Getting Started

This article describes using Skype for Business within a teaching room. You may want to do this to allow others to view the lecture from a distance, for a speaker to present who is not able to attend in person or for joining a couple of rooms “virtually”.

You can easily present the desktop via Skype for Business, and this combined with audio can make for an immersive experience.

The Skype for Business client should be installed on all teaching room computers, however we strongly recommend that you check this as soon as possible, just in case it needs to be installed/reinstalled. You will need to contact the IT Service Desk if this is the case.

Unlike your University desktop machine, Skype for Business will not launch automatically from a teaching room computer. You will need to launch the client either by going to the Start menu and searching for “skype” or logging into your webmail and opening the calendar item that contains the Skype meeting link (see “set up a meeting in Outlook” below)

Using Skype for Business

The following links are from Microsoft’s own support pages and include useful How to videos.

  1. Set up a meeting in Outlook
  2. Change your presence status
  3. Join a meeting
  4. Share your screen
  5. Record and play back a meeting

You are able to record the session for your future reference.

Record and play back a Skype for Business meeting

Skype for Business Recording Manager

Audio

Clear audio is key to a successful use of Skype for Business. The wrong microphone choice can cause poor audio quality when using Skype for Business in a teaching room. A lapel microphone helps reduce background noise, giving clearer audio from the presenter. We recommend that you borrow an X-Tag microphone, (as pictured), from your local IT Tech Delivery Team (via the IT Service Desk). The microphone will need to be charged before use, so should be borrowed with enough notice to allow charging and testing. The lapel microphone is wireless, and allows you to walk around the room without affecting audio quality. With it being a lapel microphone, questions from the audience will probably not be picked-up, therefore, to avoid confusion and frustration from the remote audience, the presenter will need to summarise a question prior to providing an answer.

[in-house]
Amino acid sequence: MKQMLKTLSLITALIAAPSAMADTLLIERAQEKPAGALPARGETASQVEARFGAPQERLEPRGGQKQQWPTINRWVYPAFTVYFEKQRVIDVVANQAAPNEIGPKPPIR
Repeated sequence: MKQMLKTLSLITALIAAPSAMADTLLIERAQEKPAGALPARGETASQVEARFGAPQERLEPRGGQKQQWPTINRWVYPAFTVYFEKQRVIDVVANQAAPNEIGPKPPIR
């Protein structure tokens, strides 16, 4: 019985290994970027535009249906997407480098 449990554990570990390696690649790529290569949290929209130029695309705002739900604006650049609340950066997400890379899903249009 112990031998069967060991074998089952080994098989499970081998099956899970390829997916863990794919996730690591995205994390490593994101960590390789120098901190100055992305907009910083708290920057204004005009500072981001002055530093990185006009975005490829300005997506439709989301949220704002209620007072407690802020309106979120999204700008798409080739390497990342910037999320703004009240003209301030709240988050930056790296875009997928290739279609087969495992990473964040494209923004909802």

If you are using multiple sites, you may need a member of staff at each location to facilitate the session.

Make sure you test the set-ups as soon as possible, to check for issues as well as helping familiarise yourself with the set-up.

When connecting an X-Tag microphone, check the recording level in the Windows Control panel/Sound/Recording. You should see the Revolabs X-tag listed

X-Tag_control_panel

and then click on Properties and make sure the Microphone level is set between 65-75 as shown below.

X-Tag_recording_level

You should also decide how you let students know that the session is being transmitted and why, helping manage expectations.

Have you alternative content in case of technical issues on the day?

If you’re presenting at one location, remember your distant learners too. It’s easy to forget that you have an audience behind the camera. Keep them engaged too. Ask for their questions and feedback etc.

Video

Microsoft VX 2000 Webcam

During a number of our webinars, we’ve used a standard Microsoft VX-2000 Webcam which has proved more than adequate for the sessions. These are readily available throughout the university if you don’t already have one.

You need to plug it into one of the USB ports on the teaching room computer. It will then be recognised, and ready for use. The microphone on this camera is very good at close proximity, so if you attach it to the monitor on the teaching room computer, you may be able to use this instead of an X-Tag – however, you would need to stay close to the monitor throughout the session.

If you are using it as a camera, then find a suitable position for it.

Room layout

A traditional room layout may not lend itself to a synchronous teaching session.

Consider the layout of the tables and chairs, and how the layout could affect the interaction with those on the other side of the camera. For example, try not to position people too far away, with their back to the camera and microphone.

Think about lighting. Is the room sufficiently lit? Also, think about any external noises, is there any building work going on, air conditioning units running, close proximity to sports venues (particularly on Wednesday afternoons).

Things to consider

  1. Why do you need to join campus locations together?
  2. If you do need to join them, then is video conferencing suitable and available?
  3. If not, do you know how to use Skype for Business? If not, have a look at this guide.
  4. Physically check if Skype for Business is installed on the PC’s in the proposed room
  5. If it is, book your room
  6. If it isn’t, contact IT Service Desk with a Software Request for Skype for Business on the PC/s needed.
  7. For multiple location set-ups, arrange for staff to be at each location on the day, and for testing as well. Ensure staff have access to any resources required on the day, and any “Plan B” options in case of connection, or other issues on the day
  8. Test Skype for Business between locations booked for your lecture

Useful Links

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